In China, Chrysanthemum tea is a popular summertime drink because it is refreshing, cooling, and naturally caffeine free. Chrysanthemum is especially good for the skin; it helps to reduce acne, arrest headaches, and can even help with tooth or jaw pain.
Unlike traditional teas, chrysanthemum tea isn’t made from leaves. Instead, this infusion tea is made from flowers of the chrysanthemum plant. Chrysanthemums, are a perennial plant related to the sunflower family and are known for their bright blossoms. Hence the beautiful blossoms unfolding in your teacup when you add hot water.
Chrysanthemum flowers have been used in traditional herbal preparations for hundreds of years. Used medicinally, it helps relieve headache, fever, red or dry eyes, and to lower blood pressure. That’s a lot of benefit from a little flower.
I like to add goji berries and Chinese dates to amp up the nutritional value of this tea. Goji berries benefit the eyes, skin, and fluids while Chinese dates boost energy, harmonize the stomach, and are a total-body tonic. Plus goji and dates taste delicious and give the tea a slightly sweet flavor.
Grab your glass teacup, so you can watch the flowers unfold, and brew up some of this amazing tea that tastes just as good warm as it does cold.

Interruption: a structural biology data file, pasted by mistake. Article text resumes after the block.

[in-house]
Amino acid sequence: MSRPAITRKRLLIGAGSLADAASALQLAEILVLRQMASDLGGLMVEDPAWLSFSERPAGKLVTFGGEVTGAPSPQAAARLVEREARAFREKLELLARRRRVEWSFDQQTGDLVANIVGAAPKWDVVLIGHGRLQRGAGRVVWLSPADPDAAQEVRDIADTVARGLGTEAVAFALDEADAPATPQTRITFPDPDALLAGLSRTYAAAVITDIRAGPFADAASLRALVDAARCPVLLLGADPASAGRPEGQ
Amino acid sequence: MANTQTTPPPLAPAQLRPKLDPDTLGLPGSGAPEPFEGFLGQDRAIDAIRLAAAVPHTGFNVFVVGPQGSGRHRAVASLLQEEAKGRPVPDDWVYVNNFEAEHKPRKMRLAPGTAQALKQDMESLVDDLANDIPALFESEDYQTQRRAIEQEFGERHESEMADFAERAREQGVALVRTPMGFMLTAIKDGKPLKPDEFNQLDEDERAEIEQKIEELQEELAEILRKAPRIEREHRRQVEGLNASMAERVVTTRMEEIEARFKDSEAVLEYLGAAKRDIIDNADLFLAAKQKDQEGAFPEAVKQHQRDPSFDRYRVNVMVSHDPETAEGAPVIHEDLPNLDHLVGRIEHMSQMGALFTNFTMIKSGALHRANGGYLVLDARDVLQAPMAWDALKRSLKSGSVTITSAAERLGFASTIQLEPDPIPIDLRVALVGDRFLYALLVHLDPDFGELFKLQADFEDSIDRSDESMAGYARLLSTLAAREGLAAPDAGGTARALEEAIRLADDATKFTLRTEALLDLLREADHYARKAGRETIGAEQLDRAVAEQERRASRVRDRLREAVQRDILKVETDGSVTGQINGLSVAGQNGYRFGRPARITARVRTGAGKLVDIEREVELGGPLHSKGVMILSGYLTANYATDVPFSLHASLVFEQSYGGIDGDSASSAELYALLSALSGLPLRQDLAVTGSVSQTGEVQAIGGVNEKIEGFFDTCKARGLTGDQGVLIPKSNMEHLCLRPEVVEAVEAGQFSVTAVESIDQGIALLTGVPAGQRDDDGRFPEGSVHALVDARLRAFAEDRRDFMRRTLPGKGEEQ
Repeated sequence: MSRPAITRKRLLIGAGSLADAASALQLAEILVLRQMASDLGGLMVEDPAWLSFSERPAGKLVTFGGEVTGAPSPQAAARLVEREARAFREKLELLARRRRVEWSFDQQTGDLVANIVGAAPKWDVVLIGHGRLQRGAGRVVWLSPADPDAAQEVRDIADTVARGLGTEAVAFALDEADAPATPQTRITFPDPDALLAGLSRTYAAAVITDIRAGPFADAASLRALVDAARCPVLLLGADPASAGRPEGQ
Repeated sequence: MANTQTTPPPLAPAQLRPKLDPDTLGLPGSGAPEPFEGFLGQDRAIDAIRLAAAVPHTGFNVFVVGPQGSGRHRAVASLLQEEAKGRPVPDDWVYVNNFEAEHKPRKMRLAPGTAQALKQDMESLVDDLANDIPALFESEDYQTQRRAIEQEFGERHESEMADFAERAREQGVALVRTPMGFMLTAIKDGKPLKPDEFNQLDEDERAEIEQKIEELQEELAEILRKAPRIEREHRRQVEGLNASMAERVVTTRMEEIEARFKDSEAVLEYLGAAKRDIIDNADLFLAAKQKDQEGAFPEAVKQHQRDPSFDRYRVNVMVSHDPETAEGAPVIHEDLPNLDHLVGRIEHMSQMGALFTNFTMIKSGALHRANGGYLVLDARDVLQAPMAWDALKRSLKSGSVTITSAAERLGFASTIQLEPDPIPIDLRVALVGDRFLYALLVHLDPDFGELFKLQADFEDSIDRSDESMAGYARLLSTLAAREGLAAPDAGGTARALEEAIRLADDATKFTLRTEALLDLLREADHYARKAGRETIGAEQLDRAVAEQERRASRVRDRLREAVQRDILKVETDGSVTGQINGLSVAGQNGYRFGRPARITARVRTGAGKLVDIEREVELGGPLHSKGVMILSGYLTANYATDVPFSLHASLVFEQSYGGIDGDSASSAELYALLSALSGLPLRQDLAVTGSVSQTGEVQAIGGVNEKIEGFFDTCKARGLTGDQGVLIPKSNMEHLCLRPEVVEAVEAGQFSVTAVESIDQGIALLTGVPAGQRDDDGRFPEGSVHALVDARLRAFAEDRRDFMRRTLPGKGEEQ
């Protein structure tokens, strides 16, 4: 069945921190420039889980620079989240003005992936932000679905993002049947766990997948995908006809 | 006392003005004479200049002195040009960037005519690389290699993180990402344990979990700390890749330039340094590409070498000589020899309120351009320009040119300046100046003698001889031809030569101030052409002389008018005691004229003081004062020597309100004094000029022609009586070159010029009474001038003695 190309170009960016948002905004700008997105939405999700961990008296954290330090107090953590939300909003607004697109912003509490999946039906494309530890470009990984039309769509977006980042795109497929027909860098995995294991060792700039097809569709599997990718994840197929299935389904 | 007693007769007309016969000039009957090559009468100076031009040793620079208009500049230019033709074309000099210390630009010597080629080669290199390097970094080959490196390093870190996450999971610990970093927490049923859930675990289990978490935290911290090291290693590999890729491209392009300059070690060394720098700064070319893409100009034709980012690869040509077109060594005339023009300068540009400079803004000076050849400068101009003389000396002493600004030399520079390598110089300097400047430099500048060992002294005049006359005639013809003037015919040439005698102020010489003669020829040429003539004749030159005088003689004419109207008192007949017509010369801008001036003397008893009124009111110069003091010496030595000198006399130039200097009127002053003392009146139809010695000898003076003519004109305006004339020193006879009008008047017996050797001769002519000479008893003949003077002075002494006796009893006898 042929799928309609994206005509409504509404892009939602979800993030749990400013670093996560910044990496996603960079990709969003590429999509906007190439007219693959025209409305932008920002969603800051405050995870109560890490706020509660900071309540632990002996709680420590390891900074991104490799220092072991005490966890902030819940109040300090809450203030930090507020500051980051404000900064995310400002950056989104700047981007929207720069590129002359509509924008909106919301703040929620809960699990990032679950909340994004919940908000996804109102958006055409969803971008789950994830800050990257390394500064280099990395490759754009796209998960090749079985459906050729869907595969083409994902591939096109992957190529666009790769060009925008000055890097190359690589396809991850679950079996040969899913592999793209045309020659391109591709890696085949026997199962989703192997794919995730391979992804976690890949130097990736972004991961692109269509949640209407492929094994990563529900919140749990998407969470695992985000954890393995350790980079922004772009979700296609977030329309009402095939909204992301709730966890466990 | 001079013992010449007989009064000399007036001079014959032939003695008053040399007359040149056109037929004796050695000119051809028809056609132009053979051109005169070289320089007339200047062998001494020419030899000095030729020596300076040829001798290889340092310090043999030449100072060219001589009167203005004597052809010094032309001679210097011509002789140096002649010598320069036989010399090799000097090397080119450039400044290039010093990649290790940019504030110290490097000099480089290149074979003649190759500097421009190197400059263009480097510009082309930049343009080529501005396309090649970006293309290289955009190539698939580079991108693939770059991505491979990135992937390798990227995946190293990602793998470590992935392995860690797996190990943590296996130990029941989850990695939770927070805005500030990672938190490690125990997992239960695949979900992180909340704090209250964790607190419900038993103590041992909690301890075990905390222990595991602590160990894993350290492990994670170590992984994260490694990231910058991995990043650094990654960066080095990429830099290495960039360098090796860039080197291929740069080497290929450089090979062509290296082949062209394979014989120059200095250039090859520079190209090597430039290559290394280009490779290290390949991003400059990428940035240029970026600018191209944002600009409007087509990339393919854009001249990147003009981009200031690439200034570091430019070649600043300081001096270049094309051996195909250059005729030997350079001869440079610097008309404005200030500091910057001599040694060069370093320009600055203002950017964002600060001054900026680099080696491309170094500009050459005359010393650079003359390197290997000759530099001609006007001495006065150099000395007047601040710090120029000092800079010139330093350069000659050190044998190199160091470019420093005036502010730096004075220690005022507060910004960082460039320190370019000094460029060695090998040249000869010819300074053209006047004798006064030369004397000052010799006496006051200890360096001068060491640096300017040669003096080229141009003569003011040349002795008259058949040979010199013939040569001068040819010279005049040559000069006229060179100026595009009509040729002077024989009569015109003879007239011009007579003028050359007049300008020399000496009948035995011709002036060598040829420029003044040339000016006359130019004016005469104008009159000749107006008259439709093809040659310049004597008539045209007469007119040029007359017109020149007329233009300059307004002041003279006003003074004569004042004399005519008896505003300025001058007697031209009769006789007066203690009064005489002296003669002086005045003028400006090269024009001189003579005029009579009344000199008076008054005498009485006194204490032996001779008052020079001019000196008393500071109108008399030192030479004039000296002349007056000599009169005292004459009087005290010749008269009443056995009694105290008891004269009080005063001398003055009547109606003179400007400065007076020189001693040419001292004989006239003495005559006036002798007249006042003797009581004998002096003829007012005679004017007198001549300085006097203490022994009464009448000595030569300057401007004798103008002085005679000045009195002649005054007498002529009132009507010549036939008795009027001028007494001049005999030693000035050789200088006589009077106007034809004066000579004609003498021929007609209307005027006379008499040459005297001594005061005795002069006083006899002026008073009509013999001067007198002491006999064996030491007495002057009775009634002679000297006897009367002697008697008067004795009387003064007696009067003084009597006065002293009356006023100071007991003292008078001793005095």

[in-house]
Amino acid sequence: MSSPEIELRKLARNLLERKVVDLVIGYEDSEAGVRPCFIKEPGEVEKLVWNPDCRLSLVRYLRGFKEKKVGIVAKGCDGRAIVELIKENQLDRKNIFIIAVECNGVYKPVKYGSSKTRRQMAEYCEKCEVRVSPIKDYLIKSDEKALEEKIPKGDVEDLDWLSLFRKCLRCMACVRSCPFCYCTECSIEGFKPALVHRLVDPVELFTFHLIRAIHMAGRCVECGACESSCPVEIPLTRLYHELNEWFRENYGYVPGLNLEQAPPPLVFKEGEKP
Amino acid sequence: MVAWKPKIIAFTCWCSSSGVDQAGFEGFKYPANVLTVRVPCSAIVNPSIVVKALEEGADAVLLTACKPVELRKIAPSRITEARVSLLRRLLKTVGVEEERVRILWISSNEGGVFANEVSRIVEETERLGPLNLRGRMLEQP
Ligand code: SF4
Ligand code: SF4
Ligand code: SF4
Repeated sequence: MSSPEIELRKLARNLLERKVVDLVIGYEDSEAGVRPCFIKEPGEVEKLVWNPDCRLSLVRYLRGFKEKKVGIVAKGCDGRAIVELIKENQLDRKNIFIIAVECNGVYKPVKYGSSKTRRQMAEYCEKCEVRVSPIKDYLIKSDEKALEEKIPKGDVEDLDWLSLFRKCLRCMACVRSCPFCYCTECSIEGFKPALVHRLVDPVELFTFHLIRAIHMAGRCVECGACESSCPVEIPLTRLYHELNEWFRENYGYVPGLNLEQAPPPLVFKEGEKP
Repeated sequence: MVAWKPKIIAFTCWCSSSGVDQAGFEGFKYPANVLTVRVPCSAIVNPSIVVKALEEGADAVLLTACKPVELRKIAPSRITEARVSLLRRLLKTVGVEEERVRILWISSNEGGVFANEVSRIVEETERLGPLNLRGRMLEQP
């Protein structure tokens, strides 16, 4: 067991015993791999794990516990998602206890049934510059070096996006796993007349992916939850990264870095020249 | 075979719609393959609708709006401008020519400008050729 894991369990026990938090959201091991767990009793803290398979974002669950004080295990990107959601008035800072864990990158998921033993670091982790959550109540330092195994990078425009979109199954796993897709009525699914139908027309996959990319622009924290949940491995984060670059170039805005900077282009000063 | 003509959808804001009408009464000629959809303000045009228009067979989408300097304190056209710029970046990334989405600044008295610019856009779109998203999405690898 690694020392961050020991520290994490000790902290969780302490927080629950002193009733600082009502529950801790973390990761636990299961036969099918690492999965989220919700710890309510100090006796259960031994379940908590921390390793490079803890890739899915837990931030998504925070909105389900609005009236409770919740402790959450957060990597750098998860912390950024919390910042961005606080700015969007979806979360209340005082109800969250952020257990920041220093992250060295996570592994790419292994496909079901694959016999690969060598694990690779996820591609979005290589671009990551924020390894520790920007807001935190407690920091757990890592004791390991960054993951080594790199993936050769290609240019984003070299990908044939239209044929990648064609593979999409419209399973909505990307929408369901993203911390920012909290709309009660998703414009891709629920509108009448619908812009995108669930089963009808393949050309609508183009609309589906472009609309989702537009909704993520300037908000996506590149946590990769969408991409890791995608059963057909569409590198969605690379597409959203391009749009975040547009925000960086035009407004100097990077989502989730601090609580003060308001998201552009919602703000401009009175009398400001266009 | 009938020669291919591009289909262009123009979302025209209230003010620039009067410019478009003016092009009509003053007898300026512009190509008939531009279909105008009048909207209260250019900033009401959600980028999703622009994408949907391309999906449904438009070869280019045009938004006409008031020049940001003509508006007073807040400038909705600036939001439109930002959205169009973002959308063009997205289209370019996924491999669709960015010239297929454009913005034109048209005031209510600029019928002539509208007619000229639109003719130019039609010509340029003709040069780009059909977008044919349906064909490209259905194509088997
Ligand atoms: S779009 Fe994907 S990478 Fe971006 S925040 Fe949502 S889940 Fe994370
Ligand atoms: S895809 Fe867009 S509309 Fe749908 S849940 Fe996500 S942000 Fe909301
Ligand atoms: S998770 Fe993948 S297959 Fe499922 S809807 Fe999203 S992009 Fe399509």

INGREDIENTS (1 cup of tea)
- 3-5 dried chrysanthemum flowers
- 10-12 dried goji berries
- 1 Chinese date
- Boiling water
- Rock sugar or honey
- Add the flowers, berries, and date to the bottom of a teacup.
- Pour boiling water over herbs and let liquid steep for at least 15 minutes
- You may strain the herbs if you like, or keep them in your cup
- Add sweetener if desired and enjoy either hot or cold
In China, it is traditional to continue pouring boiling water over the herbs 3-5 times after you have finished your initial cup of tea. The herbs are still active and lend a light and lovely flavor to the water.
Caution: Some people may experience allergic symptoms when exposed to chrysanthemum tea, particularly if they are allergic to daisies or ragweed. The symptoms are usually mild, ranging from skin rash to itchy eyes or throat. If you have a daisy allergy, this may be one that you skip.
Picture source: Pixabay